Archive for the ‘Drivers/ Busters’ Category

A move which can be argued as a slam or a driver, the Sitout Suplex Slam is a move usually used by wrestlers with a technical background. It sees the opponent lifted up in a traditional vertical suplex until they are twisted and then driven down onto the canvas.

In popular wrestling culture, the move is known as a Falcon Arrow, a name that inventor Hayabusa coined the manoeuvre with when he first used it more than a decade ago. This name was also given to the move when former WWE superstar Hardcore Holly used it as a finisher during the early stages of his tenure in the company. Today, the likes of KENTA, CM Punk and Roderick Strong are all known to have used the move, but if you’re looking for a standard variation of the move, look no further than the video below where Hayabusa busts out his finisher.

The move begins with the wrestler hooking the opponent in the typical Suplex set-up position. The wrestler will apply a front facelock on the opponent and then will drape the opposition’s arm over their shoulder. This allows the wrestler to then hook onto the opponent’s trunks and lift them vertically.

Once vertical, the wrestler will use the arm holding the opponent to balance them as the other arm is placed on the opponent’s torso. The wrestler will then twist slightly, so that the opponent’s stomach is facing the wrestler’s.

With the end in sight, the wrestler will then push the opponent downwards and sit-out suddenly. The opponent will be driven back first off the canvas as the wrestler sits near their shoulders. This then allows the wrestler to hook the legs for the pin, or to simply roll away to carry out more pain to their opposition.

Statistics:

  • Also known as: Falcon Arrow/ Sitout Suplex Driver
  • Famous users: Hayabusa, KENTA, Hardcore Holly, Koji Kanemoto, CM Punk
  • Finished off: Jinsei Shinzaki, Tatsuhito Takaiwa, Crash Holly, Naomichi Marufuji
  • H&B Rating: 7

 

Watch more variations:

Roderick Strong’s Slingshot Sitout Suplex Slam- A nice variation which sees Strong slingshot his opponent’s legs off the rope, adding extra elevation so he can twist his body and then drive them onto the canvas sitout style.
Koji Konemato’s Sheerdrop Sitout Suplex Slam- The set up is similar to a standard Falcon Arrow, until Konemato twists the opponent around and then grasps the opponent’s torso. This forces the opponent head first onto the canvas.
CM Punk’s Sitout Suplex Slam- Another way to hit the move, Punk sets the opponent up for a suplex and then turns his whole body 180 degrees before sitting out. Here, the opponent is not elevated for a long time, making it almost a snap Falcon Arrow.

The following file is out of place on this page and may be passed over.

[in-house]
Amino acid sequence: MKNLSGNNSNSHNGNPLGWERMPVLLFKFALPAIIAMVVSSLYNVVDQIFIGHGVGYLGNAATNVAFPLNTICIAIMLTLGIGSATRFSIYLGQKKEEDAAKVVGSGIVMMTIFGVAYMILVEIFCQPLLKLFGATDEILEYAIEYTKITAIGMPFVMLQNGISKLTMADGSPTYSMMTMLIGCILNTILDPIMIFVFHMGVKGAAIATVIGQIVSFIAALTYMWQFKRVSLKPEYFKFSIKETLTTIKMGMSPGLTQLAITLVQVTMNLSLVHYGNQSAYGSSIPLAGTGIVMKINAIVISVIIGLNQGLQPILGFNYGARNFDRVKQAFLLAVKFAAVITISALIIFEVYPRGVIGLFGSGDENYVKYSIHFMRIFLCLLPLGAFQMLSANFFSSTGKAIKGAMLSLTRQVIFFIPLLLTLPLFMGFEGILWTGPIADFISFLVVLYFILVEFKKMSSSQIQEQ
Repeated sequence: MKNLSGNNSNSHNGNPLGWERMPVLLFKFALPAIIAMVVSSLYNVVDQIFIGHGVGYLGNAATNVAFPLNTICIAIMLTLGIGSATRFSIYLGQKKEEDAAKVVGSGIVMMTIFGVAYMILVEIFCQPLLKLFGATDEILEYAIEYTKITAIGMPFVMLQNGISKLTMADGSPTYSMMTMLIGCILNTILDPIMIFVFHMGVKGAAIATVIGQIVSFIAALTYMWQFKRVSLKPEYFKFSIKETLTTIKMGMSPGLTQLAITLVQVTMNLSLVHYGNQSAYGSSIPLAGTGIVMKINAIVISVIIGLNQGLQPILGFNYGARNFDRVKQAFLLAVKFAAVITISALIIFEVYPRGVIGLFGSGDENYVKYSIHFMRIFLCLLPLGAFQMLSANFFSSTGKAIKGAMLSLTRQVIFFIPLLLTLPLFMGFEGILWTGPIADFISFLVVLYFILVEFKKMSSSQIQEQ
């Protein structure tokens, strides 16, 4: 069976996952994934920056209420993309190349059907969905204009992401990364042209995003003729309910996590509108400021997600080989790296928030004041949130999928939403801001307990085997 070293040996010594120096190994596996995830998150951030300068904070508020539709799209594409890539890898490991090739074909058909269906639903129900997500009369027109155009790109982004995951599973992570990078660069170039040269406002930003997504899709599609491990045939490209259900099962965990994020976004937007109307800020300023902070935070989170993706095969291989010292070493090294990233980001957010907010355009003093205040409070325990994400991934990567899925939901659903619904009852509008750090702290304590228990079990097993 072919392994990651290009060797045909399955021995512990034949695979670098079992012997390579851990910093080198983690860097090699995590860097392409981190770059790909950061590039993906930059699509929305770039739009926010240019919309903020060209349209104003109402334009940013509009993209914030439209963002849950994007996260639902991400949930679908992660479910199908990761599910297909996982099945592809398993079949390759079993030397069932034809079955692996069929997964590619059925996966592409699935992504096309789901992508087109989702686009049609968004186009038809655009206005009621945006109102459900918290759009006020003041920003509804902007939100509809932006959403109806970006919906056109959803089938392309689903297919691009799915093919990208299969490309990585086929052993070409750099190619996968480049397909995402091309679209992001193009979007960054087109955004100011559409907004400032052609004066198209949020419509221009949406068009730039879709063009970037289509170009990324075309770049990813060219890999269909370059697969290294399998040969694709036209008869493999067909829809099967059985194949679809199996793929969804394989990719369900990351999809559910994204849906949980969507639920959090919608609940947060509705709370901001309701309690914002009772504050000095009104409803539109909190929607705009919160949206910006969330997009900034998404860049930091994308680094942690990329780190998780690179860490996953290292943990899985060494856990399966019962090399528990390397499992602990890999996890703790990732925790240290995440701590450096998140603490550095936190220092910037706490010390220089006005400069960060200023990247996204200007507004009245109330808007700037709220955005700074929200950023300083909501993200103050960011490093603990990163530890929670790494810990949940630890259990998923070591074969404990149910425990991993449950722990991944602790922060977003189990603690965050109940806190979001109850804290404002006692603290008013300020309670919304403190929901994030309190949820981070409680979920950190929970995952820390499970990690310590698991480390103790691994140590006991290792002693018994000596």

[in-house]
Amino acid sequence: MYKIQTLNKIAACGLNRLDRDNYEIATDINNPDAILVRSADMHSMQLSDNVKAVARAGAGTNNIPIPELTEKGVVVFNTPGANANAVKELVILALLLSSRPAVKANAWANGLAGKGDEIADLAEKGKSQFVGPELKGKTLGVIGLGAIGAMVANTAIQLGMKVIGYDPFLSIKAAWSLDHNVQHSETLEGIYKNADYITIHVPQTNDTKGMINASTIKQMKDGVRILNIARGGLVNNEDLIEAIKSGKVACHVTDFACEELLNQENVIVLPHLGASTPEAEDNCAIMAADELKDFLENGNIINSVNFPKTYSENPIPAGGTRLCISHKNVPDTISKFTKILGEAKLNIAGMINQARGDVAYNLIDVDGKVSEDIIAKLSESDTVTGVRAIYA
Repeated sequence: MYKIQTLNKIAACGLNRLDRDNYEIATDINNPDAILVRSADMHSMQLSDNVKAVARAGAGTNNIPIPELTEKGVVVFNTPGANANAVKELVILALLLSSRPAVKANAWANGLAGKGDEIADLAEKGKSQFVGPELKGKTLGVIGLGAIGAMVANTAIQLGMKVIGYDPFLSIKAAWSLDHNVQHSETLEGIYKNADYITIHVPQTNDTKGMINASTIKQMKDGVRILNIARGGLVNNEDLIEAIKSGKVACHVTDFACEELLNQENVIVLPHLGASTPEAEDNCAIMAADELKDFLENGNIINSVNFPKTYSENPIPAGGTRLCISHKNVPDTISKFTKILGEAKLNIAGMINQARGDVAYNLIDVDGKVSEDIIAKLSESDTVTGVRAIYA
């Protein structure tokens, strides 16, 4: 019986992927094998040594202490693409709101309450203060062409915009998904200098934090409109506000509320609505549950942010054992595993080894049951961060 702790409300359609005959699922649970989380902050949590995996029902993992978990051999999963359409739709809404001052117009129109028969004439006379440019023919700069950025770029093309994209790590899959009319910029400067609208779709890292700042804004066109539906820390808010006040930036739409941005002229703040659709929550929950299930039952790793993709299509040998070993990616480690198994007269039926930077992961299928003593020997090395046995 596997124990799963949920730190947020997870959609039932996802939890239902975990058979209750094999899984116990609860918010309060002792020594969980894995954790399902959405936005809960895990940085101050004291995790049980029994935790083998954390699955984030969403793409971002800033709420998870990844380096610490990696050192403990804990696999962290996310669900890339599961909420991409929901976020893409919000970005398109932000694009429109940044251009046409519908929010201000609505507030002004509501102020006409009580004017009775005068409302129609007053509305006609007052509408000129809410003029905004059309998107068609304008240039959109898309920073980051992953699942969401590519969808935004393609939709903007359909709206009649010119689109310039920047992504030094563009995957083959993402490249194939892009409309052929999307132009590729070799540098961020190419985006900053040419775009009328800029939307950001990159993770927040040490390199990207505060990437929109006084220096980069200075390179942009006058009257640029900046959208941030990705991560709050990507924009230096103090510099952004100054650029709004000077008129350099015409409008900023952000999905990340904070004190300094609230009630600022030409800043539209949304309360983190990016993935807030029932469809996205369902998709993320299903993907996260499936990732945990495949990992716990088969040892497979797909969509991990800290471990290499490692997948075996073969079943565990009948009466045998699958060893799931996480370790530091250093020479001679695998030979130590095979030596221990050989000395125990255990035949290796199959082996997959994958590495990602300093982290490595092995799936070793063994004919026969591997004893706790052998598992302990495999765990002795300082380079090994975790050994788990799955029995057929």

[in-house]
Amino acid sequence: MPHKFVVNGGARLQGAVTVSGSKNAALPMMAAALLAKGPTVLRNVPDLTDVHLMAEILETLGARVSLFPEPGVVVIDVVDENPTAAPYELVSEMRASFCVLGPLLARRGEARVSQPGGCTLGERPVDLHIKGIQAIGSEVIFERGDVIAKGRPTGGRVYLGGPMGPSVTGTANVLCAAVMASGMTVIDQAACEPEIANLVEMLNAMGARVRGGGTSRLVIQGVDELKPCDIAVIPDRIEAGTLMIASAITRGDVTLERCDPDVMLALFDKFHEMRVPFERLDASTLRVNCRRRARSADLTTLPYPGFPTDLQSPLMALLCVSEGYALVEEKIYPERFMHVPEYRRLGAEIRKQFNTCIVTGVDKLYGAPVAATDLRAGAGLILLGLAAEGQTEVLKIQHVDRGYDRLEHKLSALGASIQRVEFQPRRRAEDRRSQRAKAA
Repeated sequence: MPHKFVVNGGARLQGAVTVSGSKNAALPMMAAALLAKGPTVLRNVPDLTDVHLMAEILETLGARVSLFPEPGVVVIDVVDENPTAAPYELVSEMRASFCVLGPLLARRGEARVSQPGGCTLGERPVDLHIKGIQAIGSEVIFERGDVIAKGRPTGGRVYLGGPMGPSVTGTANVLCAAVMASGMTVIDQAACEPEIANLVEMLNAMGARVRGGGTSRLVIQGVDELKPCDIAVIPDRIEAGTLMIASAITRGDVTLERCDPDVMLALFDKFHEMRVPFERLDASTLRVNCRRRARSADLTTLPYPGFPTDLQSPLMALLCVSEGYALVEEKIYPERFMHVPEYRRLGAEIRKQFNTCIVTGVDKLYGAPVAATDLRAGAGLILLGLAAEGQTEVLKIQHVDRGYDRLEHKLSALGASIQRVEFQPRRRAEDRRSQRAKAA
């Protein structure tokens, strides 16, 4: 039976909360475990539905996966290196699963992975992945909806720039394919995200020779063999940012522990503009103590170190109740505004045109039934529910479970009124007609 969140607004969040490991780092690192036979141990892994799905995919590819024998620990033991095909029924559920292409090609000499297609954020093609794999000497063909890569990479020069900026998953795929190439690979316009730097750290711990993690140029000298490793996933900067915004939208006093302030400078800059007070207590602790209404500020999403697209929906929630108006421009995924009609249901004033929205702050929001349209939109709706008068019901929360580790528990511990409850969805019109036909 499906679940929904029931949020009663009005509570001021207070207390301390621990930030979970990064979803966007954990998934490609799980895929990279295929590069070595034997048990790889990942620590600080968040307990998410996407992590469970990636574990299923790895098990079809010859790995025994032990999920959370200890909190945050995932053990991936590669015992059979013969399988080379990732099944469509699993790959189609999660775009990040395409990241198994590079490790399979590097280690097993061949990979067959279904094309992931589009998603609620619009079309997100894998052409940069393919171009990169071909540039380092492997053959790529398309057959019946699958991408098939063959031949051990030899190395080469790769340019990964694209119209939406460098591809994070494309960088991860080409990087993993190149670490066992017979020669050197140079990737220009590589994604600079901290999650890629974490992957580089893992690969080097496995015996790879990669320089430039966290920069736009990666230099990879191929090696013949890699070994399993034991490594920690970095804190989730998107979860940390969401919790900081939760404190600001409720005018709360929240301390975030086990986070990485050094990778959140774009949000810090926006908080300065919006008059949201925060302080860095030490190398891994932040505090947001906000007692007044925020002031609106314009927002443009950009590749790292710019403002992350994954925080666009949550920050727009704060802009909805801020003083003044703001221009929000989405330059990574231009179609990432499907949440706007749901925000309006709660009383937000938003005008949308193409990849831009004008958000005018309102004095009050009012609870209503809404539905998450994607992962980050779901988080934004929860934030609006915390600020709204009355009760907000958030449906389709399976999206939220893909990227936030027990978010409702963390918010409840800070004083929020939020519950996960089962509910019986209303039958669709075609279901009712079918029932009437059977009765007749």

KENTA’s Avalanche Sitout Suplex Slam- Rather than traditionally hitting the move from the canvas, KENTA sets the opponent up top and hits the move. He hits the move similarly to CM Punk, only from the top rope.

Started from a Fireman’s Carry position, this simple yet effective move pays homage to the hundreds of driver manoeuvres in the wrestling world today. The wrestler will set the opponent up on their shoulders before driving them head/ back first off the canvas.

The Death Valley Driver is a widely-used move in Japan. Here, it is known as a Death Valley Bomb, and was first invented by Etsuko Mita, a highly established Joshi wrestler. In the US, the move was maded famous when it was used by former WCW and WWE star Perry Saturn, who defeated wrestlers such as Chris Jericho and Raven with the maneouvre. However, it is former ECW star Tommy Dreamer who used the move greatly, labelling it as a Dreamer Driver. In the video below, he blasts Raven with the move.

The move will begin with the wrestler clutching the inside of the opponent’s leg. This will allow them to then use their strength to lift the opponent upwards, and cause them to lie over the wrestler’s shoulders in a traditional Fireman’s Carry lift.

Once in this position, the wrestler will then use one hand to clutch over the opponent’s neck. This is done so that when the wrestler drops the opponent, the hold is applied to their head and will in turn make the move a Driver variation. The wrestler will then slightly lift the legs of the opponent, causing them to flip off the position and begin to fall downwards.

With the opponent ready to hit the canvas, the wrestler will quickly fall to their side, driving the opponent down. It is usual for the opponent to land head first off the canvas, but it is also common for them to land on their upper/ lower back.